Last night it was claimed in a joint ABC Four Corners/Fairfax investigation that the Australian Companies and Securities Commission (ASIC) missed an important opportunity in not investigating key directors of Securency and Note Printing Australia (NPA) for breaches of directors’ duties under the Corporations Act.
It is claimed that NPA board members knew of visits by company employees to Iraq in 1998 when attempts were made to secure a lucrative contract to provide the Iraqi government with new currency. The program claimed this illegal Iraq trip was the beginning of “an inglorious reign by the directors that the RBA had hand-picked to be on the boards of Securency and NPA”.
So why is attention only now turning to the role of the directors of NPA and Securency in these corruption scandals? Over the last few years considerable regulatory effort has been put into investigating the criminal liability of the two companies and their managers under the bribery provisions of the Criminal Code 1995 (Cth).
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In 2011 the AFP charged Securency and NPA with conspiracy to bribe foreign public officials in the context of allegations that inflated commissions worth millions of dollars were paid to foreign agents and officials in Malaysia, Vietnam and Indonesia to secure banknote contracts. Court Orders prevent recent developments regarding the charges against the companies being reported.
Yet in all this time it appears that no sustained investigation has been conducted into the responsibility of the board members of Securency and NPA for the companies’ business activities. This is despite the fact that in 2012 the AFP referred significant evidence of “possible illegality” by four former directors to Australia’s corporate regulator the Australian Companies and Securities Commission (ASIC).
(Transcripts of RBA Governor Glenn Stevens’ testimony at the House of Representatives Standing Committee on Economics that the Reserve Bank had no knowledge of the allegations until they were aired in the media are on the ABC Four Corners website.)
The directors were former Chairman of NPA and Securency Graeme Thompson; former NPA director Frank Campbell; former Securency and NPA director Les Austin; and former Managing Director of NPA and Securency director Chris Ogilvy.
ASIC has declined to investigate.
Under the Corporations Act, directors can face civil or criminal liability if they fail to act with care and diligence in the exercise of their powers, or in the best interests of the company.
The penalties for breaching these duties include disqualification, fines and even imprisonment. When asked about its decision not to investigate the directors, ASIC declined to comment, stating only that the AFP was the “prime agency” to deal with bribery not ASIC.
Yet clearly ASIC is the body responsible for investigating breaches of directors’ duties under the Corporations Act. Indeed, in two recent cases concluded by ASIC on the liability of former directors of AWB for the payment of kickbacks to the Iraqi regime, the Supreme Court of Victoria emphasised that directors have an important duty to monitor and ask questions in relation to transactions and business activities in high risk jurisdictions known for corruption.
A recent report published by the Parliamentary Joint Committee on the Australian Commission for Law Enforcement Integrity in June 2013 concluded that key questions remain about the management of corruption, integrity frameworks and corporate governance within Securency and NPA.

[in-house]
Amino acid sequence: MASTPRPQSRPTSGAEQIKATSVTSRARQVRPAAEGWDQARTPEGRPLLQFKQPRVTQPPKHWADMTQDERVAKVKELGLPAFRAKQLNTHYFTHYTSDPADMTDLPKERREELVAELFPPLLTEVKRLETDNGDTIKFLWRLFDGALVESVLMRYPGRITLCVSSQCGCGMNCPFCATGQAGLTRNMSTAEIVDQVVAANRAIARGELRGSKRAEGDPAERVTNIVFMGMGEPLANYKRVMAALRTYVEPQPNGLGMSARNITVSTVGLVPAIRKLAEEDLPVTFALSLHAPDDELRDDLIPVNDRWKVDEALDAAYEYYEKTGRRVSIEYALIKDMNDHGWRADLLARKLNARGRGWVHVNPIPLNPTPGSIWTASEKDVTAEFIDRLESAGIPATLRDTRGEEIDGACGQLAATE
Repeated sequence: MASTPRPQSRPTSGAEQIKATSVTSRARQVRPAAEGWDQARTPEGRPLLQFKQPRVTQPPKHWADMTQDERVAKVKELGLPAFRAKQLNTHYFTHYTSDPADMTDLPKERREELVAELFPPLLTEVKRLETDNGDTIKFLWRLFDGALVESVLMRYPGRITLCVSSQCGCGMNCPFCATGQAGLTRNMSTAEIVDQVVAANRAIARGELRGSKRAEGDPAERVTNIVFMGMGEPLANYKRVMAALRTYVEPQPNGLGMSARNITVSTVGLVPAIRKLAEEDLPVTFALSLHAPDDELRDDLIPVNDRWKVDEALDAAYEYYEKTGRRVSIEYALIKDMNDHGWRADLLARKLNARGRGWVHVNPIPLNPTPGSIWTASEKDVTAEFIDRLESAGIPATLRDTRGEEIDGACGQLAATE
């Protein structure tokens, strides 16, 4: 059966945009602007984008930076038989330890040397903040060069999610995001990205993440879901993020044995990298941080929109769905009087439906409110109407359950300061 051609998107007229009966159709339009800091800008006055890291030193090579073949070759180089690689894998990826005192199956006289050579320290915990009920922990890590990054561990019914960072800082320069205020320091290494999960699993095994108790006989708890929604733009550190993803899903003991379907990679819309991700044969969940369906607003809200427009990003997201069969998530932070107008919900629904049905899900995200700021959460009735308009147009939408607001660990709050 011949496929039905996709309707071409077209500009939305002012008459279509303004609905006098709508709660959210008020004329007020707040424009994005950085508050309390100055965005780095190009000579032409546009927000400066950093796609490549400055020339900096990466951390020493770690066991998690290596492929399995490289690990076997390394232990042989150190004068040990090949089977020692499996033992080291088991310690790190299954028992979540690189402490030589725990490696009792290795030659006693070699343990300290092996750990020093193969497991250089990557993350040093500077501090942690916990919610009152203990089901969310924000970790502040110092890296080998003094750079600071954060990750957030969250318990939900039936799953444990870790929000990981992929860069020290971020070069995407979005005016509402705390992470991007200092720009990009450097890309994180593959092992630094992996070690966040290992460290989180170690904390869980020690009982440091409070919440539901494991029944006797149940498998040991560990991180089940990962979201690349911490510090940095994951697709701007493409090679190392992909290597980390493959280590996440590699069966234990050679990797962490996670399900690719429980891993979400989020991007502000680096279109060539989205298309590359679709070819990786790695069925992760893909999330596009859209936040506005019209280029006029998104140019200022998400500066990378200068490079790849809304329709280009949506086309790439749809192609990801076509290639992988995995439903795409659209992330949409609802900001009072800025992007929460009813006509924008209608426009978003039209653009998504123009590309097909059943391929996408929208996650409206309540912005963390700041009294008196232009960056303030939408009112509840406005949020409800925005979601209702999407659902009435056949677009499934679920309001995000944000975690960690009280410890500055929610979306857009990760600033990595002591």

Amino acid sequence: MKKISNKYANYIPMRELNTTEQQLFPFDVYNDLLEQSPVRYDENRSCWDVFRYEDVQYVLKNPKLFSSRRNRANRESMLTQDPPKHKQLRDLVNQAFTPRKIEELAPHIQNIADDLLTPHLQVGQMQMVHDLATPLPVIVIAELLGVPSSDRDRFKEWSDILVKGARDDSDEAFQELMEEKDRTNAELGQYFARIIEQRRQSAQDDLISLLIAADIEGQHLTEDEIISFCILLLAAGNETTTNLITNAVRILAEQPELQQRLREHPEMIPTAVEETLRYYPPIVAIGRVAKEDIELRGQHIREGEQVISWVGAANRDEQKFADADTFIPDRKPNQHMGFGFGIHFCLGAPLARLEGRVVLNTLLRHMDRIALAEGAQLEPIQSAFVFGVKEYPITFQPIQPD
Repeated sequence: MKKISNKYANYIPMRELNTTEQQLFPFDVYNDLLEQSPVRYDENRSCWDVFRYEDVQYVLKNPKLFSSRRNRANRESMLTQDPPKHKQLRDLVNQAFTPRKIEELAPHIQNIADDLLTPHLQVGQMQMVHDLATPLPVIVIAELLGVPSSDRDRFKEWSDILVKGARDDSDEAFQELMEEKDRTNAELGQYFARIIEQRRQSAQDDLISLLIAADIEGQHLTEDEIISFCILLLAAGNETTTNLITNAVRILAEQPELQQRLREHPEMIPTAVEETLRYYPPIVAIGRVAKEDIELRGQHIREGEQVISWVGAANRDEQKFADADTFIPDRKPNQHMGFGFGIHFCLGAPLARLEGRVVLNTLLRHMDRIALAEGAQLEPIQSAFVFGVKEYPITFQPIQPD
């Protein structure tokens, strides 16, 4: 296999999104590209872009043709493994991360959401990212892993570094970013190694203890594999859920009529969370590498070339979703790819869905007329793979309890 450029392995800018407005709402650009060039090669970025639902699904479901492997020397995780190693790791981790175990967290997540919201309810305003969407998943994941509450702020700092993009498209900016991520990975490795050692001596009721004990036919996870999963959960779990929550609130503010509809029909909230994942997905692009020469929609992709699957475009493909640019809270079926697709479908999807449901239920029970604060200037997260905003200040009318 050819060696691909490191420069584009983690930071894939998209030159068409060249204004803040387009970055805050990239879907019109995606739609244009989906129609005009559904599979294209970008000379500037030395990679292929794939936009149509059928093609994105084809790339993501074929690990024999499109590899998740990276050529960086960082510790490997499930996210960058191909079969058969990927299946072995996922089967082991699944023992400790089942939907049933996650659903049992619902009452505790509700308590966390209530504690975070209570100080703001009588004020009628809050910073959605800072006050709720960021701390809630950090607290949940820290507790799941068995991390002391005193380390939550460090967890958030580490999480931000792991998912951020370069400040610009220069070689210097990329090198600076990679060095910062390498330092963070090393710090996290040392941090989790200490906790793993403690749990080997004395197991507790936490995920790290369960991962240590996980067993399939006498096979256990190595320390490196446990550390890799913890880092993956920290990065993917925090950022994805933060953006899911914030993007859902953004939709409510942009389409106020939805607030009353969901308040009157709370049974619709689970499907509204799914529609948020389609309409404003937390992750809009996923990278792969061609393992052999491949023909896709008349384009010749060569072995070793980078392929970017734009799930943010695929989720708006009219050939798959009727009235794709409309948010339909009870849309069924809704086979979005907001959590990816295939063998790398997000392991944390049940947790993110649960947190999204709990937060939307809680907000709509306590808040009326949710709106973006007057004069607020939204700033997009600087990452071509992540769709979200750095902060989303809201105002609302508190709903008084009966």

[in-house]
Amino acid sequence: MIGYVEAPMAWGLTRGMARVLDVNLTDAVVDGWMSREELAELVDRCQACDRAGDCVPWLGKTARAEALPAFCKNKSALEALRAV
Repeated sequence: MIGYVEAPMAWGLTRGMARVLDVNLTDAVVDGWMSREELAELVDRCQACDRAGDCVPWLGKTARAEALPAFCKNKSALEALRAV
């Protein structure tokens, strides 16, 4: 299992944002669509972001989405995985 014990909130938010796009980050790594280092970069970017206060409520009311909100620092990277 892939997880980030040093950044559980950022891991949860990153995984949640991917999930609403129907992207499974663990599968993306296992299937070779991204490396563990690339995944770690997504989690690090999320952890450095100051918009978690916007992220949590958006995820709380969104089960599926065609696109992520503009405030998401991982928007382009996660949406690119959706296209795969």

As indicated in the report, many of these questions concern the monitoring and governance activities of the companies’ boards. For example, Frank Campbell, one of the directors referred to ASIC for investigation said in evidence to the Committee that although Securency policies around the use of agents were good, the problem was that management did not implement these policies properly and the board did not follow up this omission. This led to serious gaps in Securency’s governance framework around the conduct of agents, he claimed.
Similarly, whistleblower Brian Hood told the Committee that when he arrived at NPA in 2004 there were no risk management practices in place to deal with corruption. Hood claimed that the culture within NPA at the time was one of “sell, sell, sell and get whatever business we possibly get”.
He told the committee that “for a business that was making banknotes and Australia’s passports, there was not a culture of compliance, of due diligence, of rigorously following policies and procedures.”
Similarly RBA Governor Glenn Stevens acknowledged in evidence to the Committee that governance arrangements in both NPA and Securency were not strong enough to detect and prevent payments to agents. Deputy Governor Ric Battellino also stated that it was a “mistake” for the RBA to assume that NPA and Securency had a strong corporate culture.
Such issues of governance and corporate culture are clearly the responsibility of the board. As has been demonstrated in a number of high profile cases taken by ASIC over recent years, including the Centro and James Hardie decisions, directors are responsible for monitoring the activities of management and making sure that systems exist to manage risk and ensure regulatory compliance.
Why ASIC didn’t follow through with investigating these cases, given the apparent strength of the evidence and the importance of the case to Australia’s international reputation, is unclear.
What is clear however is that ASIC missed an important opportunity to stay on the front foot with these issues. Instead, it is now in the spotlight facing questions on why it failed to act.
Kath Hall is an Associate Professor at ANU College of Law at Australian National University.